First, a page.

Iraqis risk death on the long journey to Europe

Iraqis risk death on the long journey to Europe
Feature: The messages Iraqi refugees send back to their families after reaching Europe speak of hope for the future, and the dangers they faced on their journeys
3 min read
18 September, 2015
Iraqi migrants arriving in Germany on a train from Austria [AFP]
Ibrahim Abdul Rahman didn't tell his mother he was planning to emigrate to Europe when he left Iraq. He didn't want her to worry.

He told her he would travel to Turkey and apply for asylum at the UN office there.

Rahman had been kidnapped in his home country, with a ransom demand of $50,000. His family paid up, and Rahman left the country the next day.

From Turkey, it took Ibrahim three weeks to reach Belgium.

When he reached Brussels, he sent his mother a photo of him standing in Grand Place square, and the message: "Your prayer, mom, has landed me safely in Belgium."

Over the past decade, large numbers of Iraqis have left their country, headed for Europe, but the numbers of those who left seems to have increased over the past month, driven both by the dangers they face in their everyday life in Iraq and the promise of a better life in Europe.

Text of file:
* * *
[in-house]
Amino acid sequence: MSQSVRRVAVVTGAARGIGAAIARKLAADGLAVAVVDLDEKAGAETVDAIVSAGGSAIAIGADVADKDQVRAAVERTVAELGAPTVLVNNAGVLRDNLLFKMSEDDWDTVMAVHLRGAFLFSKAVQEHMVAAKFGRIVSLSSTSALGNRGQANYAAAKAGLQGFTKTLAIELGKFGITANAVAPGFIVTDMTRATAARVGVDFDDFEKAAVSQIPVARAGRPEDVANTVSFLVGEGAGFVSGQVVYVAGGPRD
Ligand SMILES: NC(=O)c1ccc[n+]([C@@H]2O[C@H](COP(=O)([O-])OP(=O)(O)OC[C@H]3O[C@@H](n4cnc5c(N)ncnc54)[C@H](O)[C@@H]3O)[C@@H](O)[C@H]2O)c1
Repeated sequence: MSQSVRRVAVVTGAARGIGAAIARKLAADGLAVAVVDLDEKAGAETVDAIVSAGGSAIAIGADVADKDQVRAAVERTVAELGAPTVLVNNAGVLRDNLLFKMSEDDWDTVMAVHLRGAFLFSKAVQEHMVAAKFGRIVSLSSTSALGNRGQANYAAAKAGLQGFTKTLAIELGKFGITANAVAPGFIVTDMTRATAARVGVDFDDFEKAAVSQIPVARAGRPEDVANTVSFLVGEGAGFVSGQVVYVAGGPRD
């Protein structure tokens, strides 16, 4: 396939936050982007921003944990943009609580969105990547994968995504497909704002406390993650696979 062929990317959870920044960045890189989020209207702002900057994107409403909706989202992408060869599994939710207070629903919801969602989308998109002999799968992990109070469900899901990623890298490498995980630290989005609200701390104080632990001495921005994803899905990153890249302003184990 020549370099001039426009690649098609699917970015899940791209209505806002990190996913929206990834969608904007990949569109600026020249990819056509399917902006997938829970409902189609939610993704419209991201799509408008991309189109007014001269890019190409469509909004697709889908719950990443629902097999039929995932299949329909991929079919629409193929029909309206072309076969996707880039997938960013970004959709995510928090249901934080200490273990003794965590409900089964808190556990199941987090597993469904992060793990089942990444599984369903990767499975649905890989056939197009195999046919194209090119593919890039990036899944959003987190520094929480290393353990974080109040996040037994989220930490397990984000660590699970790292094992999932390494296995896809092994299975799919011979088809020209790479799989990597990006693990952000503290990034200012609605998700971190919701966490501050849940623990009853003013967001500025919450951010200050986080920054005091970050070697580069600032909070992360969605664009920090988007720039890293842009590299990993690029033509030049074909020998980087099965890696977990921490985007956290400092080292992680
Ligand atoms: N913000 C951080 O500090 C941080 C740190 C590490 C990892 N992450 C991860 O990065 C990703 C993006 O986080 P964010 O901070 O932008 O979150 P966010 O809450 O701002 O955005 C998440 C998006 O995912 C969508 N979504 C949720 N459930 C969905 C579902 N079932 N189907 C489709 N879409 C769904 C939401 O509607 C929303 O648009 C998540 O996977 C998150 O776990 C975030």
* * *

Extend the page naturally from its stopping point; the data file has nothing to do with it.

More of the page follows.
In his letter to his parents, Omar Hadi wrote: "Sleep with your mind at ease, mom, and rest assured, dad, that I will be safe. I will start my life again in Germany. I promise you, dad, I will make you proud and you will see me a successful electronic engineer one day, as I promised you."
I will be start my life again in Germany. I promise you, dad, I will make you proud
- Iraqi emigrant Omar Hadi

Risking death on his journey to Germany did not affect Hussam Rabea's humour.

He wrote home as soon as he entered Germany.

"I regret coming to a country where there's no action," he joked. "No militias, no killing, where electricity is available 24 hours a day. How will I cope with this life? I don't know."

After reaching Europe, Saeb Jaber wrote to his friends and asked them to carry a grim message to the relatives of his travelling companions, who drowned on the Mediterranean crossing.

"Hassan, Farqad and Salam drowned, and I was going to drown too because we didn't have life jackets or rescue equipment on the rubber boat we left Turkey in," he said.

"But I shared one of the survivor's lifebuoys and after two hours at sea, a commercial ship saved us and carried us to Greece."

Nashwan Faysal was one of a few survivors from a small boat that sunk after it was loaded to double its capacity.

He told al-Araby al-Jadeed he survived because he was a good swimmer and wore inflatable gear. But 23 other refugees died at sea that day, including women and children.

Nashwan collected their personal possessions when they washed up on the shore, including a doll that belonged to a girl named Rahaf. She had clung to it throughout her final journey.

Rahaf drowned with her parents. Nashwan recovered the doll and decided to keep it. It was, he said, "a message from the sea".